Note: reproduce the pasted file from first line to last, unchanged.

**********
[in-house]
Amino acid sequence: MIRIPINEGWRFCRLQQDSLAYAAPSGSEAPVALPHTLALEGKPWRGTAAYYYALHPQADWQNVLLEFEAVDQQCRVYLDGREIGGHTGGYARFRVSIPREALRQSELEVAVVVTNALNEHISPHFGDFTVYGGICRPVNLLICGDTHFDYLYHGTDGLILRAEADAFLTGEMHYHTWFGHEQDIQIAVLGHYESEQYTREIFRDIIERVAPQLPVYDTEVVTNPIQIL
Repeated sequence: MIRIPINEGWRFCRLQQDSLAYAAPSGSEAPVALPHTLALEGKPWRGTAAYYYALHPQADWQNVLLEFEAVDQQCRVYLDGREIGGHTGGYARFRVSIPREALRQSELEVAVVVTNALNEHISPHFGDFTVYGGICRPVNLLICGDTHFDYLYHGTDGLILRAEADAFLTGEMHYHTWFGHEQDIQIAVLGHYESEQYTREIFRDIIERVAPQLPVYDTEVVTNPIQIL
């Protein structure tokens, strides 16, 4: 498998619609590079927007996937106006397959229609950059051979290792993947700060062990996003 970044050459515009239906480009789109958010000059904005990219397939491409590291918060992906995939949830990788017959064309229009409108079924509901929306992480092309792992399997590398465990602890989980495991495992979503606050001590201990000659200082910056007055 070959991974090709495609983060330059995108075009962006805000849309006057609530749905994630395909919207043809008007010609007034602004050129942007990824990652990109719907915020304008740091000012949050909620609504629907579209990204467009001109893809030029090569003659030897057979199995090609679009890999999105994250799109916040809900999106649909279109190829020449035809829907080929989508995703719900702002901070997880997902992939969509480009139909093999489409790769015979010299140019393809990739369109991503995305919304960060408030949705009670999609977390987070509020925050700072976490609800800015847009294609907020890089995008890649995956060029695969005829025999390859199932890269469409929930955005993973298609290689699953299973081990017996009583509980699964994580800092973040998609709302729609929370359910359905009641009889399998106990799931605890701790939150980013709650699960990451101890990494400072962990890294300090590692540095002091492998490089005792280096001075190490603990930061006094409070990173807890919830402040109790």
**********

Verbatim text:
[in-house]
Amino acid sequence: MIRIPINEGWRFCRLQQDSLAYAAPSGSEAPVALPHTLALEGKPWRGTAAYYYALHPQADWQNVLLEFEAVDQQCRVYLDGREIGGHTGGYARFRVSIPREALRQSELEVAVVVTNALNEHISPHFGDFTVYGGICRPVNLLICGDTHFDYLYHGTDGLILRAEADAFLTGEMHYHTWFGHEQDIQIAVLGHYESEQYTREIFRDIIERVAPQLPVYDTEVVTNPIQIL
Repeated sequence: MIRIPINEGWRFCRLQQDSLAYAAPSGSEAPVALPHTLALEGKPWRGTAAYYYALHPQADWQNVLLEFEAVDQQCRVYLDGREIGGHTGGYARFRVSIPREALRQSELEVAVVVTNALNEHISPHFGDFTVYGGICRPVNLLICGDTHFDYLYHGTDGLILRAEADAFLTGEMHYHTWFGHEQDIQIAVLGHYESEQYTREIFRDIIERVAPQLPVYDTEVVTNPIQIL
């Protein structure tokens, strides 16, 4: 498998619609590079927007996937106006397959229609950059051979290792993947700060062990996003 970044050459515009239906480009789109958010000059904005990219397939491409590291918060992906995939949830990788017959064309229009409108079924509901929306992480092309792992399997590398465990602890989980495991495992979503606050001590201990000659200082910056007055 070959991974090709495609983060330059995108075009962006805000849309006057609530749905994630395909919207043809008007010609007034602004050129942007990824990652990109719907915020304008740091000012949050909620609504629907579209990204467009001109893809030029090569003659030897057979199995090609679009890999999105994250799109916040809900999106649909279109190829020449035809829907080929989508995703719900702002901070997880997902992939969509480009139909093999489409790769015979010299140019393809990739369109991503995305919304960060408030949705009670999609977390987070509020925050700072976490609800800015847009294609907020890089995008890649995956060029695969005829025999390859199932890269469409929930955005993973298609290689699953299973081990017996009583509980699964994580800092973040998609709302729609929370359910359905009641009889399998106990799931605890701790939150980013709650699960990451101890990494400072962990890294300090590692540095002091492998490089005792280096001075190490603990930061006094409070990173807890919830402040109790």